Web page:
A year or so ago, we took my younger daughter to St. Louis to see her first NHL hockey game. We took one of her friends from her hockey team with us. Because she's one of the few girls in the league, that friend was a boy. Before we left, another parent jokingly made a comment about her friend having a "date" for the weekend. I cringed inside because it took an innocent activity of 8-year-olds and turned it into something sexual.
As I've pondered the controversy about Victoria's Secret planning to market a line of products to tween girls, this conversation kept popping up in my brain. Don't get me wrong. Victoria's Secret is wrong to market a line of products to tween girls. But conversations like the one I had are part of the reason that they're doing it. The truth is that we bear as much responsibility in the creation of a line of sexy clothes for tween girls as Victoria's Secret does.
Companies don't make decisions that they think are going to flop. They are in business to make money, so decisions that cause people to boycott them are not in the company's best interest. A lot of research goes into the creation of a marketing campaign. A company is not going to market a product to an audience that doesn't exist. So the truth about the Victoria's Secret line is this: There would have been no interest from the company in marketing to tween girls unless a market exists for it.
It's great that so many people stood up to protest what Victoria's Secret was planning, but many other companies have more subtly marketed "sexy" clothing to younger and younger girls. And we all bear some responsibility for this. Our society has for decades been encouraging our children to grow up too fast. We, all of us, unintentionally begin putting the roots of sexual thoughts in our kids' brains at a young age.
We tease our children about having "boyfriends" or "girlfriends" in kindergarten. We allow our young girls to wear really short shorts and skirts because it's ridiculously difficult to find anything else. We choose to let our kids watch things on TV that glorify boyfriend-girlfriend relationships at ages at which we would never let our kids date. We allow our 7-year-olds to wear cropped shirts and bikinis because we think they're too young for it to matter.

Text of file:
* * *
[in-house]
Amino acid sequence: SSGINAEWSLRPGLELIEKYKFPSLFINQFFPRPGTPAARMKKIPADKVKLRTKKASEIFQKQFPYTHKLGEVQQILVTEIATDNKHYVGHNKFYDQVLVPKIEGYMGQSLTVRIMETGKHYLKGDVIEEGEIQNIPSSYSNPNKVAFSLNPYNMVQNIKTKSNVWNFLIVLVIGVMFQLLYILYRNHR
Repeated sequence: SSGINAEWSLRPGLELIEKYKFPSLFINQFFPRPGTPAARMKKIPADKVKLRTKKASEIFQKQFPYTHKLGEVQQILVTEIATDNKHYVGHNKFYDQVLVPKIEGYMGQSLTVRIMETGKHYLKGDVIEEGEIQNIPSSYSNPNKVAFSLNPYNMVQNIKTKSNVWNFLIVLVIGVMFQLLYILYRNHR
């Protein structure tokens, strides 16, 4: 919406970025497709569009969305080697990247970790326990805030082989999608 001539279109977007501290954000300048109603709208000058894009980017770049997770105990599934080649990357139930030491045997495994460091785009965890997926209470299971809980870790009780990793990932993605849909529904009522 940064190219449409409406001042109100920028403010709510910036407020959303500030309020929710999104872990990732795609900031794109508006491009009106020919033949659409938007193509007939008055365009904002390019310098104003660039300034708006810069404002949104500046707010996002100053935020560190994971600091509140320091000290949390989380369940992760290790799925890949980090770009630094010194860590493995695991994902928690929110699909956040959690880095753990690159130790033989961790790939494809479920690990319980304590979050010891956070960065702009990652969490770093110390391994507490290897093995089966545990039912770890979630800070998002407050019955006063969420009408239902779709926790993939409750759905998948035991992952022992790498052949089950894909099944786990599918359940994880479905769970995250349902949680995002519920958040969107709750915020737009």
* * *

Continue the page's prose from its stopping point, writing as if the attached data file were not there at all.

We have created the atmosphere that allows Victoria's Secret to think there's a market for sexy tween clothes because we have failed to wield our power where it matters the most -- in our homes. The problem lies not with Victoria's Secret but with us as a society. We have chosen to be silent when it comes to fashion and sexuality. We have allowed a media-saturated culture to mold our children more than we do. We have allowed our kids to see their parents as friends first and authority figures second (or not at all).
If we want Victoria's Secret to change their marketing practices, then we have to change our thinking. We have to change our parenting. We have to take away the market.
We should stand up when a company does something as blatant as what Victoria's Secret wanted to do. But we should also stand up when the only things we can find for our 11-year-olds to wear on Easter are mini skirts or halter dresses. We should stand up when another parent makes boyfriend-girlfriend comments about our first-graders. We should stand up when a G-rated movie contains veiled sexual references. It's not the blatant marketing that is creating a market for sexy clothes for tweens; it's the constant barrage of more subtle messages that they are getting from the rest of society.
Let's take a long, hard look at our own practices before we start putting all the blame on a company. Businesses endeavor to meet needs or wants to make money. If we don't glorify sexuality for our young girls, then there won't be a market for Victoria's Secret to tap.